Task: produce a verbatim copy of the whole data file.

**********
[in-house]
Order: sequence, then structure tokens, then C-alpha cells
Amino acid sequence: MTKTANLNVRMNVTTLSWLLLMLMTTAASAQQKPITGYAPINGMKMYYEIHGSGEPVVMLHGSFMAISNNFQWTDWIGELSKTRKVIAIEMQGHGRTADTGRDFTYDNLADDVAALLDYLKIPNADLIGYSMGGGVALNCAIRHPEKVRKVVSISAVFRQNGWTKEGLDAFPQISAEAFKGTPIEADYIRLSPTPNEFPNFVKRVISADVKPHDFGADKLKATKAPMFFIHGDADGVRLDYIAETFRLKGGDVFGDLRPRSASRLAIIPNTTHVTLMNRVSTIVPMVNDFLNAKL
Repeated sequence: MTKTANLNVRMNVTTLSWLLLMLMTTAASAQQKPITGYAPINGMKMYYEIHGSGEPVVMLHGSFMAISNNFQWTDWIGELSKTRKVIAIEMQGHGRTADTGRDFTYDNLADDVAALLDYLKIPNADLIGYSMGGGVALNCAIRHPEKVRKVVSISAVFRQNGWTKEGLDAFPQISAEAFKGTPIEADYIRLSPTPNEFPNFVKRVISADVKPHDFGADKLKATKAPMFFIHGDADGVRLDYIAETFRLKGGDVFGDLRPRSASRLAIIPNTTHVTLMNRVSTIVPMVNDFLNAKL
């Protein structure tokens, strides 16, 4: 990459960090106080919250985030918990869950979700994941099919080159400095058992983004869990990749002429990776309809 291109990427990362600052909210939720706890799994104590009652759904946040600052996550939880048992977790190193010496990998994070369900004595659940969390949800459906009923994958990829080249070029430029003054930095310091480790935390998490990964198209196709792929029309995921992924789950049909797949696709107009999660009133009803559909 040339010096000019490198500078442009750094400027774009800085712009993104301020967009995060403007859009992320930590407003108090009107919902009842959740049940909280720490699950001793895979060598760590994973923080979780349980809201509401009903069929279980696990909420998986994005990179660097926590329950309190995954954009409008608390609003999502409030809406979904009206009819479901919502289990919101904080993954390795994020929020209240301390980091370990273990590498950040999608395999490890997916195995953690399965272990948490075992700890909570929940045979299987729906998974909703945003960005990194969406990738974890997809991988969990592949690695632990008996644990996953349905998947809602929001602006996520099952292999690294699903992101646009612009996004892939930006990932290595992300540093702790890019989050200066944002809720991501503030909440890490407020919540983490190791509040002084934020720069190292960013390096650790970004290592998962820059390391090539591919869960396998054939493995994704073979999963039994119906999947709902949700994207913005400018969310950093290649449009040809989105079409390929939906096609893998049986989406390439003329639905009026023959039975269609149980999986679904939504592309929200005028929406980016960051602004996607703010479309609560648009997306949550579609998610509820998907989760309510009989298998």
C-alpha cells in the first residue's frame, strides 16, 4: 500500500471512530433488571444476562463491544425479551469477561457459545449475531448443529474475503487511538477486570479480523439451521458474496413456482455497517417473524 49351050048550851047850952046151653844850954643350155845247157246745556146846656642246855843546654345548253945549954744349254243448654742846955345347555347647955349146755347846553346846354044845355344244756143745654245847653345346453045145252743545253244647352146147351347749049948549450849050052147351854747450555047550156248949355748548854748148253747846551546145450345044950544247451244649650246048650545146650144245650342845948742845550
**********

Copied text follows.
[in-house]
Order: sequence, then structure tokens, then C-alpha cells
Amino acid sequence: MTKTANLNVRMNVTTLSWLLLMLMTTAASAQQKPITGYAPINGMKMYYEIHGSGEPVVMLHGSFMAISNNFQWTDWIGELSKTRKVIAIEMQGHGRTADTGRDFTYDNLADDVAALLDYLKIPNADLIGYSMGGGVALNCAIRHPEKVRKVVSISAVFRQNGWTKEGLDAFPQISAEAFKGTPIEADYIRLSPTPNEFPNFVKRVISADVKPHDFGADKLKATKAPMFFIHGDADGVRLDYIAETFRLKGGDVFGDLRPRSASRLAIIPNTTHVTLMNRVSTIVPMVNDFLNAKL
Repeated sequence: MTKTANLNVRMNVTTLSWLLLMLMTTAASAQQKPITGYAPINGMKMYYEIHGSGEPVVMLHGSFMAISNNFQWTDWIGELSKTRKVIAIEMQGHGRTADTGRDFTYDNLADDVAALLDYLKIPNADLIGYSMGGGVALNCAIRHPEKVRKVVSISAVFRQNGWTKEGLDAFPQISAEAFKGTPIEADYIRLSPTPNEFPNFVKRVISADVKPHDFGADKLKATKAPMFFIHGDADGVRLDYIAETFRLKGGDVFGDLRPRSASRLAIIPNTTHVTLMNRVSTIVPMVNDFLNAKL
């Protein structure tokens, strides 16, 4: 990459960090106080919250985030918990869950979700994941099919080159400095058992983004869990990749002429990776309809 291109990427990362600052909210939720706890799994104590009652759904946040600052996550939880048992977790190193010496990998994070369900004595659940969390949800459906009923994958990829080249070029430029003054930095310091480790935390998490990964198209196709792929029309995921992924789950049909797949696709107009999660009133009803559909 040339010096000019490198500078442009750094400027774009800085712009993104301020967009995060403007859009992320930590407003108090009107919902009842959740049940909280720490699950001793895979060598760590994973923080979780349980809201509401009903069929279980696990909420998986994005990179660097926590329950309190995954954009409008608390609003999502409030809406979904009206009819479901919502289990919101904080993954390795994020929020209240301390980091370990273990590498950040999608395999490890997916195995953690399965272990948490075992700890909570929940045979299987729906998974909703945003960005990194969406990738974890997809991988969990592949690695632990008996644990996953349905998947809602929001602006996520099952292999690294699903992101646009612009996004892939930006990932290595992300540093702790890019989050200066944002809720991501503030909440890490407020919540983490190791509040002084934020720069190292960013390096650790970004290592998962820059390391090539591919869960396998054939493995994704073979999963039994119906999947709902949700994207913005400018969310950093290649449009040809989105079409390929939906096609893998049986989406390439003329639905009026023959039975269609149980999986679904939504592309929200005028929406980016960051602004996607703010479309609560648009997306949550579609998610509820998907989760309510009989298998």
C-alpha cells in the first residue's frame, strides 16, 4: 500500500471512530433488571444476562463491544425479551469477561457459545449475531448443529474475503487511538477486570479480523439451521458474496413456482455497517417473524 49351050048550851047850952046151653844850954643350155845247157246745556146846656642246855843546654345548253945549954744349254243448654742846955345347555347647955349146755347846553346846354044845355344244756143745654245847653345346453045145252743545253244647352146147351347749049948549450849050052147351854747450555047550156248949355748548854748148253747846551546145450345044950544247451244649650246048650545146650144245650342845948742845550